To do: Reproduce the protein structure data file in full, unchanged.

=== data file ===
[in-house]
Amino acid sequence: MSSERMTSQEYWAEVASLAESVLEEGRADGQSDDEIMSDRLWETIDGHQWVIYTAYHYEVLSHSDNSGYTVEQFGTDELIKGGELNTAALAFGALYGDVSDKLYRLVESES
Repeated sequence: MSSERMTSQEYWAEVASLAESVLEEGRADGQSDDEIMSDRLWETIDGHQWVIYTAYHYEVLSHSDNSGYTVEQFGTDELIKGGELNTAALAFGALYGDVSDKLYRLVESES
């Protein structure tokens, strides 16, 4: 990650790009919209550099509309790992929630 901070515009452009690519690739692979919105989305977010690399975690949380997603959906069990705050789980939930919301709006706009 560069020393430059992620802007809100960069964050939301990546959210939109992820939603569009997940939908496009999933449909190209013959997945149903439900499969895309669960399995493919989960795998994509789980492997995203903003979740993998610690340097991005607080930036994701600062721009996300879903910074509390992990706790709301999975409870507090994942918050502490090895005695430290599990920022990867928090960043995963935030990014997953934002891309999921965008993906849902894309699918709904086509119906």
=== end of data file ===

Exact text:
[in-house]
Amino acid sequence: MSSERMTSQEYWAEVASLAESVLEEGRADGQSDDEIMSDRLWETIDGHQWVIYTAYHYEVLSHSDNSGYTVEQFGTDELIKGGELNTAALAFGALYGDVSDKLYRLVESES
Repeated sequence: MSSERMTSQEYWAEVASLAESVLEEGRADGQSDDEIMSDRLWETIDGHQWVIYTAYHYEVLSHSDNSGYTVEQFGTDELIKGGELNTAALAFGALYGDVSDKLYRLVESES
């Protein structure tokens, strides 16, 4: 990650790009919209550099509309790992929630 901070515009452009690519690739692979919105989305977010690399975690949380997603959906069990705050789980939930919301709006706009 560069020393430059992620802007809100960069964050939301990546959210939109992820939603569009997940939908496009999933449909190209013959997945149903439900499969895309669960399995493919989960795998994509789980492997995203903003979740993998610690340097991005607080930036994701600062721009996300879903910074509390992990706790709301999975409870507090994942918050502490090895005695430290599990920022990867928090960043995963935030990014997953934002891309999921965008993906849902894309699918709904086509119906």